I’m happy to introduce Kathryn Magendie to you this morning. I have long appreciated Kat’s sense of humor and have been delighted with her books Tender Graces and Secret Graces. Sit back, grab a glass of cold sweet tea (or whatever your favorite summertime beverage is) and enjoy Kat’s very own sweet summer memory surge.
Memory Surges: What Words May Come
The summer we installed screen doors on the front and back of our little log home, I said to GMR, “I need to check them out.”
“They work,” he said. “I already tried them.”
“No, what I mean is: I need to check them for slammability. What’s the use of a screen door if it doesn’t slam properly?” I opened the door. The spring made that scraaang sound. So far, so good. I stepped out and away from the door and let it fly shut: SLAMMERSMACK!—
— I am running on summer-heated grass. A just-mown yard leaves my feet green-tinged. Sweat and dirt hides in the creases of my neck. Youngest brother shouts, “No fair!” Impish brother answers, “Haha! Is, too! Nya Nya.” I say, “I’m a winged horse flying up to the skyyyyy. No one can catch me!” Oldest brother runs to catch me, trips me into the grass, teases, “Haw haw! I caught you!” Daredevil brother swings from a tree limb, calling out, “Look at me! Look! LOOOOK!,” and he flips up and over and lands on his backside—we kids all laugh, mouths open wide, fingers pointing. Wait, what’s that?—Pop Goes the Weasel from two streets away. We rush inside through the screen door—SLAMMERSMACK! SLAMMERSMACK! SLAMMERSMACK!—to shake out nickels and dimes from our ceramic piggy banks. We hurry back out—(SLAMMERSMACK! “You kids stop slamming that door!”)—holding the coins in our sweaty palms. Mr. Ice-Cream Man turns the corner and is here. We crowd around his truck. He opens the freezer and cold air whooshes out. I ask for a Flintstone’s Push Up, and after he hands it to me, I let loose of my sticky coins. Trade. Even Steven. Off I go, push up dripping down my arm, and nothing else is as sweet—
—“It works,” I said to GMR. And it worked in ways I’d never imagined, for a memory-surge came calling from a simple echoed sound.
Those memory-surges can be translated into our writing, even when we are not aware of it. Imagine that into your opened window comes a familiar scent or sound (barbeque charcoals, lawnmower revving, sweet olive, ka-shi-shi-shi ka-shi-shi-shi of a lawn sprinkler, bumblebee buzzzz, peaches), and as you are writing your brain receives, and from its storage banks stirs Memory. Your writing takes a turn, even if you are not noting it consciously. And then, your words or scene or character will have a wonderful Truth to it, tangible evidence of something real.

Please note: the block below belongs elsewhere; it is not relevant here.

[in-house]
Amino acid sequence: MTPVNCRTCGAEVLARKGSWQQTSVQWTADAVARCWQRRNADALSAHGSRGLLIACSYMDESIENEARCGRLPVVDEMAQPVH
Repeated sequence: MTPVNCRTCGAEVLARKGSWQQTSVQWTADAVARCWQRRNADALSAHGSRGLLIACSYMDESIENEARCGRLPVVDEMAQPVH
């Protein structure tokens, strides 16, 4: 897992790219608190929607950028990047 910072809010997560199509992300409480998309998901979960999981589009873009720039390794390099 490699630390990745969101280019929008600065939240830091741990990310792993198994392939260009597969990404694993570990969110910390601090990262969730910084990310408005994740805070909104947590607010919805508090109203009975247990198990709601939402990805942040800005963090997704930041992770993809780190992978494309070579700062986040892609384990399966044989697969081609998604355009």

I once said to an English instructor, “I didn’t know I’d done that. It was accidental.”
She answered, “There are no accidents in writing. Everything comes from that brain of yours.”
If we relax into our writing and allow our subconscious some freedom, who knows what magic may come? Who knows what sensory happenstance will provide a hidden memory, and then, as we type away, particles of that memory are placed into our stories, even if ethereally, even if obliquely, even if only by the placement of one tiny phrase, or image, sight, or sound. It’s all a part of the process.
Sit back. Relax. Fingers to keys. Trust the process. The words will come.
And I’d like to know: What are some of your favorite summer memories?
Kathryn Magendie is Co-editor/publisher of the Rose & Thorn (http://www.roseandthornjournal.com/), and author of the Graces Series: Tender Graces & Secret Graces (the third Graces book will be released in 2011). Kathryn’s novel Sweetie will be released fall 2010. Her short stories, essays, poetry, and nature-inspired photography have been published in online and print publications. Kathryn lives tucked in a cove at Killian Knob in the Great Smoky Mountains of western North Carolina. You can follow her on twitter (http://twitter.com/katmagendie) or Facebook (http://www.facebook.com/kathryn.magendie), her blog (http://www.tendergraces.blogspot.com/), or her website (kathrynmagendie.com).